Leading Stoker D/KX 80954
HMS Glorious Royal Navy
Killed in action at sea off Narvik on Saturday 8th June 1940.
The aircraft carrier HMS Glorious was returning to Scapa Flow from Norway separately from the other ships in the British Force, accompanied by only her destroyer escorts HMS Acasta and HMS Ardent. It was a fine clear day with light wind but HMS Glorious apparently did not have a lookout posted, did not have an aircraft on patrol - which would have given her all round visibility of approximately 40 miles, and did not have any of her aircraft on deck ready for immediate launch.
She was therefore surprised when spotted by the German battleships Gneisenau and Scharnhorst at about 1600. Although Acasta and Ardent attempted to lay a smoke screen and engaged the German ships, Glorious was first hit at 16:38. The third salvo from the Scharnhorst reached Glorious from 24,175 meters (26,450 yards), possibly the longest gunfire hit on any enemy warship ever achieved.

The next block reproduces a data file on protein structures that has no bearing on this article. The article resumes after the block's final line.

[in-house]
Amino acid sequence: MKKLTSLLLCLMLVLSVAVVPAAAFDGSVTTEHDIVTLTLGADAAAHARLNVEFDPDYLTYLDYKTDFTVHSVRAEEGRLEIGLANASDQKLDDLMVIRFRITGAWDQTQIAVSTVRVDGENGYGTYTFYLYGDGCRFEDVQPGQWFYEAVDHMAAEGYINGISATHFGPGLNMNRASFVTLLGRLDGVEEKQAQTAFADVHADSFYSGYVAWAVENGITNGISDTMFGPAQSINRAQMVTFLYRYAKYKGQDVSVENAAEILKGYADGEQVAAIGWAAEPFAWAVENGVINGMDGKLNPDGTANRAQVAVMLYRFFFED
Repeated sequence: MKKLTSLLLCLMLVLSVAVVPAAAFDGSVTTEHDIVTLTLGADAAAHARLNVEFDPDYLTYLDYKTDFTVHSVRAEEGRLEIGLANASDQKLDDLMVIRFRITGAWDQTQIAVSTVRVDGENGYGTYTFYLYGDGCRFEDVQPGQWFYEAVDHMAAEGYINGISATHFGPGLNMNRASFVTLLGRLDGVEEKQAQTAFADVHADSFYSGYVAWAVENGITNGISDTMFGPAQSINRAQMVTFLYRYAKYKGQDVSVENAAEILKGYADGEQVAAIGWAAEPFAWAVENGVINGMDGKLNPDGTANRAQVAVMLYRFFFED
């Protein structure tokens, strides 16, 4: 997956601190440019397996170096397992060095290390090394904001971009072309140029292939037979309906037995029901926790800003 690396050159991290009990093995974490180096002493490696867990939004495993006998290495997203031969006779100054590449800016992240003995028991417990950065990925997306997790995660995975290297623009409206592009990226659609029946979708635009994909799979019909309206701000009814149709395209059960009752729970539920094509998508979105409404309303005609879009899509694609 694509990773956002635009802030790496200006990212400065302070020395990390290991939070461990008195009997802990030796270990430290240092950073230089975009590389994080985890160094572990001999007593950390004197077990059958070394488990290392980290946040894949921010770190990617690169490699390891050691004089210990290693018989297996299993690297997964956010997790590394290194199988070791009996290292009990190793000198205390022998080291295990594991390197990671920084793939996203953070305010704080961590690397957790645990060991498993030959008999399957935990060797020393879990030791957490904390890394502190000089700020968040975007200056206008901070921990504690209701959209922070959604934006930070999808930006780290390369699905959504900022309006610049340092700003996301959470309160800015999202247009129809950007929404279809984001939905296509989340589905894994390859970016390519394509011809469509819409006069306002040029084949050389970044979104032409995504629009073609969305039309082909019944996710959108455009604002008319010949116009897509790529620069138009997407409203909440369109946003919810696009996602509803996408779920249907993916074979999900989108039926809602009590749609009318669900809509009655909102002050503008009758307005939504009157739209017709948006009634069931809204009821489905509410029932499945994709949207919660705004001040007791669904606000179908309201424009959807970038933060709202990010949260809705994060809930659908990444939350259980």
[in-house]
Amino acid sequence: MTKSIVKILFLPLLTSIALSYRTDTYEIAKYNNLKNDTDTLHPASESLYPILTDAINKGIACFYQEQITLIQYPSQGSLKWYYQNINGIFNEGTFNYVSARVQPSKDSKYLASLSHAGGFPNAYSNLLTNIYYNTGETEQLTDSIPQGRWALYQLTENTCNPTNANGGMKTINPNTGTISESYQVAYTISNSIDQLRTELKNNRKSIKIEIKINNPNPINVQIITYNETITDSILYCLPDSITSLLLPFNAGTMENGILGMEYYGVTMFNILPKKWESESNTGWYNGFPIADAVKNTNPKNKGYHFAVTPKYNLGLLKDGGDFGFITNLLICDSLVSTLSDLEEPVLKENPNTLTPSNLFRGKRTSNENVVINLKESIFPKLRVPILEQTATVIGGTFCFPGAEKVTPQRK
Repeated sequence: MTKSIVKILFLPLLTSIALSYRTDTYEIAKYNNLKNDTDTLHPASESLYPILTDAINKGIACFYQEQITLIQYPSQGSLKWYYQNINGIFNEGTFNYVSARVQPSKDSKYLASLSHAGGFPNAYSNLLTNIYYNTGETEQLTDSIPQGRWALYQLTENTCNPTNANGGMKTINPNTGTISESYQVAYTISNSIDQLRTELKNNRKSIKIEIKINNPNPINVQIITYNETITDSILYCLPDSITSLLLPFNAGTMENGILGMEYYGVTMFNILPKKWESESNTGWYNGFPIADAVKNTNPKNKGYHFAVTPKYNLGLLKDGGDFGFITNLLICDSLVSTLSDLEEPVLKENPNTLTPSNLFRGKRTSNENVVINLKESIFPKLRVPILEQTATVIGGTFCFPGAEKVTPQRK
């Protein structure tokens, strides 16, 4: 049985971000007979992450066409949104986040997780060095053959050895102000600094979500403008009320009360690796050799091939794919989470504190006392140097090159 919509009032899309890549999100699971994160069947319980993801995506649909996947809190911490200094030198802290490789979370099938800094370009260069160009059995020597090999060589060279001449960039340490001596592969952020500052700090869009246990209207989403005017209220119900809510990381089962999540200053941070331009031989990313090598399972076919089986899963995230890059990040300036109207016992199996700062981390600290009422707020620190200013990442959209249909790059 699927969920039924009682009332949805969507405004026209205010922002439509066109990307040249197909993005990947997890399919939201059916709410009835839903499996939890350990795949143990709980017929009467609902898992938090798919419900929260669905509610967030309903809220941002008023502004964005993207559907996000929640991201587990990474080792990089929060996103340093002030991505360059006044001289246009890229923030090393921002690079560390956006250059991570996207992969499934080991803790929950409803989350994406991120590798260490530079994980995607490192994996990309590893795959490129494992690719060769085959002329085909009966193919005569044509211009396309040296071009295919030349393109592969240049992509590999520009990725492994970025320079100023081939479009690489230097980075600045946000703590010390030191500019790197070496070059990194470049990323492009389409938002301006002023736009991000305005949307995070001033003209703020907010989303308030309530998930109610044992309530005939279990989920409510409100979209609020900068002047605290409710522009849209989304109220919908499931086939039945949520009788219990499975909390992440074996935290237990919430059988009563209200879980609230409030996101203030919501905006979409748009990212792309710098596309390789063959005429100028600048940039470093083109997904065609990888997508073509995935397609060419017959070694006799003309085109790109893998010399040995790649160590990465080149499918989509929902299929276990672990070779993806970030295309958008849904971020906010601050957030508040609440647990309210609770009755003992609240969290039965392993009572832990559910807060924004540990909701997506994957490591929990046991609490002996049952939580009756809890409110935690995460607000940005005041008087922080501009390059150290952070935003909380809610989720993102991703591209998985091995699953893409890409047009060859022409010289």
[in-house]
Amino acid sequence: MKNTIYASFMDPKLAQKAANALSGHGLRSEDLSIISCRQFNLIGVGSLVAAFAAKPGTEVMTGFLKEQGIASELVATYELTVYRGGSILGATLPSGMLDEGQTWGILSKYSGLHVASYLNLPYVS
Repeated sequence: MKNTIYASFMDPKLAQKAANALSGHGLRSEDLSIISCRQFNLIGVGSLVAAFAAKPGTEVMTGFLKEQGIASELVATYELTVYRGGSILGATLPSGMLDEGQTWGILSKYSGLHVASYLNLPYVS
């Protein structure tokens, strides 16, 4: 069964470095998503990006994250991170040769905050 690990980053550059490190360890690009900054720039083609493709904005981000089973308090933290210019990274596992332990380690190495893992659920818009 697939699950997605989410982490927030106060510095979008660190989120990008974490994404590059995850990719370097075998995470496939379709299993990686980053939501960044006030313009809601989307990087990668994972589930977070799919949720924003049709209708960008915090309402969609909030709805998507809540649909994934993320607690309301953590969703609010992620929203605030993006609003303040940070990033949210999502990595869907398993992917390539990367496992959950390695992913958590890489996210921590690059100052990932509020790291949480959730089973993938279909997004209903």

There were at least 900 men in the water or on floats from the three abandoned ships, including some of the pilots from 46 Squadron.
After three days in the water, 38 men from HMS Glorious and one from HMS Acasta were picked up by the Norwegian steam merchant Borgund. Only 41 men were picked up in all; one died on reaching land. The survivors spoke of the horror of watching their mates die and the helplessness of not being able to help.
HMS Glorious had sent out two distress messages, but no one reported receiving them. The reason why the two destroyers did not send distress messages, as is usually done in these circumstances, is unknown. HMS Devonshire was the closest to HMS Glorious, and a signalman on board Devonshire swore on oath that it did receive distress messages from the Glorious.
Ernest has no known grave and is commemorated on the Plymouth Naval Memorial.
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